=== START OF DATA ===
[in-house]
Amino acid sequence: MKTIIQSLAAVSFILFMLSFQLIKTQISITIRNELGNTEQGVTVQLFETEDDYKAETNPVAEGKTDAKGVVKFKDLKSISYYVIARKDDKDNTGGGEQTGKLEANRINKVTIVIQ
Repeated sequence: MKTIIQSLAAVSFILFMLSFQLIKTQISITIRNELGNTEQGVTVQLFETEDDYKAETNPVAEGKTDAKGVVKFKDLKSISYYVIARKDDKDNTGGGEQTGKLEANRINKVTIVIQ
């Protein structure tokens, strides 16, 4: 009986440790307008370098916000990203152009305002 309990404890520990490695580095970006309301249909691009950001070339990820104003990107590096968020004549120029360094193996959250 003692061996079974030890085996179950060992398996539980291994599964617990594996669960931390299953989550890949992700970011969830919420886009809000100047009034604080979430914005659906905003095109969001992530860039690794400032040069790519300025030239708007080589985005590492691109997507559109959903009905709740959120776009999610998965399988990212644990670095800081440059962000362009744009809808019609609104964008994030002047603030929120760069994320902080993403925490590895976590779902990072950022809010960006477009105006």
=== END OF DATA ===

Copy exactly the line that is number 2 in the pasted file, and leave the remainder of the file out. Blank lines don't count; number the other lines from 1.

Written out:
Amino acid sequence: MKTIIQSLAAVSFILFMLSFQLIKTQISITIRNELGNTEQGVTVQLFETEDDYKAETNPVAEGKTDAKGVVKFKDLKSISYYVIARKDDKDNTGGGEQTGKLEANRINKVTIVIQ